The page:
Quaking Aspen and Paper Birch are both fast-growing trees common in Northern Minnesota. While they are similar in some respects, they actually belong to different plant families.
Paper birch (Betula papyrifera) belongs to the birch family, Betulaceae.
Paper birch is distinguished by its white bark that readily peels off of the tree. The leaves of paper birch are oval with irregularly toothed edges
Photos below show paper birches earlier this spring.
Quaking aspen (Populus tremuloides) are in the willow family, Salicaceae.
The bark of young quaking aspen trees is also white, but it does not easily peek off and the bark turns darker as the tree ages. Leafs of quaking aspen are more circular than birch leaves, with less pronounced teeth along their edges.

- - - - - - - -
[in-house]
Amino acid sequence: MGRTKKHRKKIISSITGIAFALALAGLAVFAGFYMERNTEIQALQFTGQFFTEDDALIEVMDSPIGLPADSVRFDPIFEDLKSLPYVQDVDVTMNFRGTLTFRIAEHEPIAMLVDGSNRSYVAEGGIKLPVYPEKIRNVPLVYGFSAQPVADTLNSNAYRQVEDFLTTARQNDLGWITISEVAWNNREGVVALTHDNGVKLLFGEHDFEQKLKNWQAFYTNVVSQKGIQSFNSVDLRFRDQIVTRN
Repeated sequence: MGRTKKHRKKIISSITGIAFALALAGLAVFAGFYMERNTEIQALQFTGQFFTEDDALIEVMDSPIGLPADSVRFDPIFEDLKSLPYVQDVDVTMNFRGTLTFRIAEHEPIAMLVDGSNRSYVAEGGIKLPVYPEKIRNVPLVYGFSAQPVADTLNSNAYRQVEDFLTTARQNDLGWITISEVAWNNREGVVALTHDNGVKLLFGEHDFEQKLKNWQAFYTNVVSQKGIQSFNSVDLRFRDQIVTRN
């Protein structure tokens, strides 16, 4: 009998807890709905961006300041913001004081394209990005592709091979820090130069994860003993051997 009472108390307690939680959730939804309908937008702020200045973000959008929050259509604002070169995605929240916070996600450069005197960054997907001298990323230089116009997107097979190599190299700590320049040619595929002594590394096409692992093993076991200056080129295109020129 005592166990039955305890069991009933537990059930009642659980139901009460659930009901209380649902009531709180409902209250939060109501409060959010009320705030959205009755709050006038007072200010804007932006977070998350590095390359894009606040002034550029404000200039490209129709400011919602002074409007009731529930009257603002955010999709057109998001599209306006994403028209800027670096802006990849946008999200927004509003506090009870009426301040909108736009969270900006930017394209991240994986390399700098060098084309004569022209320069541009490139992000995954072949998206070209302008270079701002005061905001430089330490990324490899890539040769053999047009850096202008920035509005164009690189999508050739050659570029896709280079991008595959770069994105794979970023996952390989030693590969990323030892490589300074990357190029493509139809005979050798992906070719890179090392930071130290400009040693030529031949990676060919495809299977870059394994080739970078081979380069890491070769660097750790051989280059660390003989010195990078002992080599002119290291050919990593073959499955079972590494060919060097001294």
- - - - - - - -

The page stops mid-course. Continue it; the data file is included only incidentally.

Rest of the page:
In late May this year quaking aspens in our area produced a prodigious number of cottony seeds that filled the air, much more than in the last few years. Photos below show the aspen cotton accumulating along the edges of the Paul Bunyan biking trail and show the catkins that release these seeds.
The amount of aspen seed cotton this year was truly remarkable, particularly since aspens reproduce much more effectively from shoots arising along its long lateral roots. Very few aspen seeds survive to produce new trees.